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AGRONOMICS1: A New Resource for Arabidopsis Transcriptome Profiling
- Rehrauer, Hubert, Aquino, Catharine, Gruissem, Wilhelm, Henz, Stefan R., Hilson, Pierre, Laubinger, Sascha, Naouar, Naira, Patrignani, Andrea, Rombauts, Stephane, Shu, Huan, Van de Peer, Yves, Vuylsteke, Marnik, Weigel, Detlef, Zeller, Georg, Hennig, Lars
- Plant physiology 2010 v.152 no.2 pp. 487-499
- Arabidopsis thaliana, alternative splicing, chromosomes, genes, genomics, heterochromatin, transcriptome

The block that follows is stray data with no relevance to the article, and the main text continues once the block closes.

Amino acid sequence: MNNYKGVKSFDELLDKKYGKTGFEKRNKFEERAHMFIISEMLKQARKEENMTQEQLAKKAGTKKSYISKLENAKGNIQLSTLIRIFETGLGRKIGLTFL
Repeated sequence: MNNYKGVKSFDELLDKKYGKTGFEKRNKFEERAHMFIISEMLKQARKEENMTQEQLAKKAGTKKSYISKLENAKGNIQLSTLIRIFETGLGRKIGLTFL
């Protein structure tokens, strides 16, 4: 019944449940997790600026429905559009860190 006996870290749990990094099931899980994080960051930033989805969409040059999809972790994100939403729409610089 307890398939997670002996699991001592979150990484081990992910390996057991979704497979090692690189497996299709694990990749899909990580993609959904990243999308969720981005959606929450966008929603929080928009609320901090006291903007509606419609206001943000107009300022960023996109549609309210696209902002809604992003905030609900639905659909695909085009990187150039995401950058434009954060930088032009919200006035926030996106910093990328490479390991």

- Transcriptome profiling has become a routine tool in biology. For Arabidopsis (Arabidopsis thaliana), the Affymetrix ATH1 expression array is most commonly used, but it lacks about one-third of all annotated genes present in the reference strain. An alternative are tiling arrays, but previous designs have not allowed the simultaneous analysis of both strands on a single array. We introduce AGRONOMICS1, a new Affymetrix Arabidopsis microarray that contains the complete paths of both genome strands, with on average one 25mer probe per 35-bp genome sequence window. In addition, the new AGRONOMICS1 array contains all perfect match probes from the original ATH1 array, allowing for seamless integration of the very large existing ATH1 knowledge base. The AGRONOMICS1 array can be used for diverse functional genomics applications such as reliable expression profiling of more than 30,000 genes, detection of alternative splicing, and chromatin immunoprecipitation coupled to microarrays (ChIP-chip). Here, we describe the design of the array and compare its performance with that of the ATH1 array. We find results from both microarrays to be of similar quality, but AGRONOMICS1 arrays yield robust expression information for many more genes, as expected. Analysis of the ATH1 probes on AGRONOMICS1 arrays produces results that closely mirror those of ATH1 arrays. Finally, the AGRONOMICS1 array is shown to be useful for ChIP-chip experiments. We show that heterochromatic H3K9me2 is strongly confined to the gene body of target genes in euchromatic chromosome regions, suggesting that spreading of heterochromatin is limited outside of pericentromeric regions.